June 30, 2012, was my last day at The Star, the newspaper that I've worked for as a journalist for 12 over years. This decision did not come easily as I loved my colleagues and bosses and the work that I do. I was also hugely aware of the privilege I have - that I could work as a journalist at a time when thousands of journalists are losing their jobs left and right in the West.Read More
She was sleeping at the corner of Spencer Street and Flinders Street, her back to the wall of the 7-11. She had curled up in a fetal position under her bright blue sleeping bag. Beside her was a red suitcase. It looked new.
I could see the tear tracks on her pale cheeks. The sign she had with her was nearly covered by her sleeping bag, but I could read the message. In fact, I don't think I'd be able to forget what she wrote on that piece of cardboard:
"Help. I'm 21-years-old and pregnant. I need $150 to sleep somewhere safe tonight."Read More
In 2012, I not only moved to Australia, I also started a new career, wrote a Young Adult novel, worked with a Malaysian publisher on two children's books and started a new column about e-books called Reading Revolution with The Star. Oh, and on top of that I was taking Dean Wesley Smith's online writing courses. To say that I had a busy year was a massive understatement.
I can honestly say this: Don't ever do what I did!
Boy, although I did get quite a few things accomplished (move to Australia was a success, I'm now a nursing assistant on the way to becoming a nurse or perhaps occupational therapist, completed my YA novel, published the children's books and Reading Revolution is up and running, having recently migrated from iPad form to online) - it was by far one of the most stressful years of my life. Fulfilling and perhaps satisfying at times, but I had many sleepless nights and anxious moments where I felt that my house of cards was going to fall down on me.
But my year of stress was not wasted. I learned so many things about writing fiction:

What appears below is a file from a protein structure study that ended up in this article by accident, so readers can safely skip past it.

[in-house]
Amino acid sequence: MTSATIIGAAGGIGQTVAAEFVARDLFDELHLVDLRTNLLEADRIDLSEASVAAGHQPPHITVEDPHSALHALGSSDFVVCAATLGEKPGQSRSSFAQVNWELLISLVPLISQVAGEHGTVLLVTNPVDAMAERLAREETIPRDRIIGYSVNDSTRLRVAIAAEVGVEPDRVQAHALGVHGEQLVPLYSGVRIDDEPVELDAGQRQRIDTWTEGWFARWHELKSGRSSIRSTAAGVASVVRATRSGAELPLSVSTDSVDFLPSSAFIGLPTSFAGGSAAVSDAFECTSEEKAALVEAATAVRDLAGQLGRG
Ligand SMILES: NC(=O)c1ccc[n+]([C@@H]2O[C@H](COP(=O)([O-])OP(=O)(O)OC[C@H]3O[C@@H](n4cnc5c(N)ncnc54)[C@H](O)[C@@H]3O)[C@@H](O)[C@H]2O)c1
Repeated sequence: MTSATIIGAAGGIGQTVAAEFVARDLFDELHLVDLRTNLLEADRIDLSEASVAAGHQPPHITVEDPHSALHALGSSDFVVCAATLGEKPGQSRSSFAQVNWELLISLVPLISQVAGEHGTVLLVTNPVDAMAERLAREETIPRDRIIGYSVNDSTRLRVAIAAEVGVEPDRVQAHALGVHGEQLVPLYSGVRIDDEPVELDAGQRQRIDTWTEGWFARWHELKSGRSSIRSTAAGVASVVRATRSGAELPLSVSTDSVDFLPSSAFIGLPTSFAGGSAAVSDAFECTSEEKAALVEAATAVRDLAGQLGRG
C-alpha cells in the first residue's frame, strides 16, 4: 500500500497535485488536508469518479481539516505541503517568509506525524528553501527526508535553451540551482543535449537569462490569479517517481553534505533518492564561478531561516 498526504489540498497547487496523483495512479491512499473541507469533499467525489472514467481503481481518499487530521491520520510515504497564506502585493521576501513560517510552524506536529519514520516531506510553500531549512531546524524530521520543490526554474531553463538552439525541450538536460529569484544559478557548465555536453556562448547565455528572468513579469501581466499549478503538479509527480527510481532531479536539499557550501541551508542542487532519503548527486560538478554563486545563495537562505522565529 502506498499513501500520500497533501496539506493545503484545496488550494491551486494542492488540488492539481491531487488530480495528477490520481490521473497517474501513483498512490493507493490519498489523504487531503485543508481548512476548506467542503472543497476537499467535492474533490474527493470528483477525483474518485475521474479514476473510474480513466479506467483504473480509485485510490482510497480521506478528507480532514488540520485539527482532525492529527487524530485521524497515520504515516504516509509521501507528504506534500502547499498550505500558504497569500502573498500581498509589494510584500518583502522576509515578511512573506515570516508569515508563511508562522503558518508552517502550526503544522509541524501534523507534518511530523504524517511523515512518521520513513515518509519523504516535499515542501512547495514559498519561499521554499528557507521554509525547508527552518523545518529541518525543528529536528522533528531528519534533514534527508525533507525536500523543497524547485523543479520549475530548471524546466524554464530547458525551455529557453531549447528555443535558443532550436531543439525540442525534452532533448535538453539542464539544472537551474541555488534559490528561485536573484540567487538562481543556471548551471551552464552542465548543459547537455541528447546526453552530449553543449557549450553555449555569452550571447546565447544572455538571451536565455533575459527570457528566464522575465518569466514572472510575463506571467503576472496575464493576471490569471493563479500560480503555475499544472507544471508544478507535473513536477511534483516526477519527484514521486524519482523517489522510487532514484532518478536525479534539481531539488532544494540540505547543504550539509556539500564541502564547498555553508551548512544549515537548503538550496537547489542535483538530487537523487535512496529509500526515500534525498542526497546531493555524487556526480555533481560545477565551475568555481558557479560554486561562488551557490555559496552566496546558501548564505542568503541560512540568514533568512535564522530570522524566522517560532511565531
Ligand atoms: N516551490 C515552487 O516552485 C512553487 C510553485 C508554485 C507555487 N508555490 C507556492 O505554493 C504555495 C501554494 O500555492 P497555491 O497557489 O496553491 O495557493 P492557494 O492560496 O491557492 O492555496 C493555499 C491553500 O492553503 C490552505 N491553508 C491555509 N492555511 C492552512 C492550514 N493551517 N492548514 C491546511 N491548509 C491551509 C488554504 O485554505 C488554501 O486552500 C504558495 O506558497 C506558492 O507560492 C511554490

✔ I have sped up my writing speed (in terms of writing a novel) considerably. I wrote my first 80k novel a few years ago and it took me two years to write it because I "discovered" the novel along the way. (In other words, I was a pantser.) However, this time, I defied my pantser inclinations by planning in advance.
✔ It's really important to develop your writing process. Unfortunately, every person's process is different. I'm still trying to discover what mine is, though I now have a rough idea. Around my 10th year as a journalist, I developed a system which helped me write my features very quickly. At first, I thought it was an inferior process - robotic, even. I would write the skeleton of the article very quickly. Then I would shift bits of dialogue from my interview transcript into relevant sections. Later, I would write in bold things that need to be researched, clarified or further questions. After I fill in the gaps, I write. It usually takes me about 1-2 days to write a 1000-word feature (excluding interview and pre-interview research time). Now, I realised that fiction writers, especially professional ones, write the same way.
However, it's critical to discover just what suits you. For one, I realised that detailed story plans are not for me. All my plans fly out the window because my characters have a mind of their own and often do things outside of my plan, the naughty buggers. Still, I also realised that having some kind of outline helped me immensely.
✔ It's important to understand that mental clutter/distractions/negativity can affect your writing. For example, I realised that my perfectionist tendencies have been huge barriers to my writing (fiction, anyway) and was the main reason why I procrastinate. I had to learn to ignore my devillish inner critic and just bloody write. Oh, and get some counselling or read some self-help books. And I'm not saying this in a tongue-in-cheek manner.